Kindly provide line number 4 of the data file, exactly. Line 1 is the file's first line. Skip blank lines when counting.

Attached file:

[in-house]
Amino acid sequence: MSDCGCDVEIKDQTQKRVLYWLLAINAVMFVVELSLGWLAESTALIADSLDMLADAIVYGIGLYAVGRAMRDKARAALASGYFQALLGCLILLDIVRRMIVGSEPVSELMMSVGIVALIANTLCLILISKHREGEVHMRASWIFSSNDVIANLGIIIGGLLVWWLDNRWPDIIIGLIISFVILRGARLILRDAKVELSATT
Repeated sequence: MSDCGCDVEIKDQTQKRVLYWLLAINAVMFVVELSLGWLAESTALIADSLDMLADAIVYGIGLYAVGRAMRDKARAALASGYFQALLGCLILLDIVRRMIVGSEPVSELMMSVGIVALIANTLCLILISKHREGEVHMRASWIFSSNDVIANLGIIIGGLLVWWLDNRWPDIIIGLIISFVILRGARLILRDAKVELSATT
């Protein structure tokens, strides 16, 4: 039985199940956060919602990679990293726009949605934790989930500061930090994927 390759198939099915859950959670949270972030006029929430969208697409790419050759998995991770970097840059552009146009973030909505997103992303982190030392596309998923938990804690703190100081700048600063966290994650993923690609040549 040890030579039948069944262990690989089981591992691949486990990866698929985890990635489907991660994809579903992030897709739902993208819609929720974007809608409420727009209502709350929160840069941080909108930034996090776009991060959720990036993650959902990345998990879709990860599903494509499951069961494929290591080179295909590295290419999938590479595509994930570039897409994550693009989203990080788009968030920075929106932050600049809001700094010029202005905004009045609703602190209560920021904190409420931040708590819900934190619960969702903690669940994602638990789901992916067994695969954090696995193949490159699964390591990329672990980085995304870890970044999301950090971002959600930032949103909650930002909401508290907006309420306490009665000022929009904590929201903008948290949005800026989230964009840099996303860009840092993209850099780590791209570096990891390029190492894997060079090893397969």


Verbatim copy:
């Protein structure tokens, strides 16, 4: 039985199940956060919602990679990293726009949605934790989930500061930090994927 390759198939099915859950959670949270972030006029929430969208697409790419050759998995991770970097840059552009146009973030909505997103992303982190030392596309998923938990804690703190100081700048600063966290994650993923690609040549 040890030579039948069944262990690989089981591992691949486990990866698929985890990635489907991660994809579903992030897709739902993208819609929720974007809608409420727009209502709350929160840069941080909108930034996090776009991060959720990036993650959902990345998990879709990860599903494509499951069961494929290591080179295909590295290419999938590479595509994930570039897409994550693009989203990080788009968030920075929106932050600049809001700094010029202005905004009045609703602190209560920021904190409420931040708590819900934190619960969702903690669940994602638990789901992916067994695969954090696995193949490159699964390591990329672990980085995304870890970044999301950090971002959600930032949103909650930002909401508290907006309420306490009665000022929009904590929201903008948290949005800026989230964009840099996303860009840092993209850099780590791209570096990891390029190492894997060079090893397969």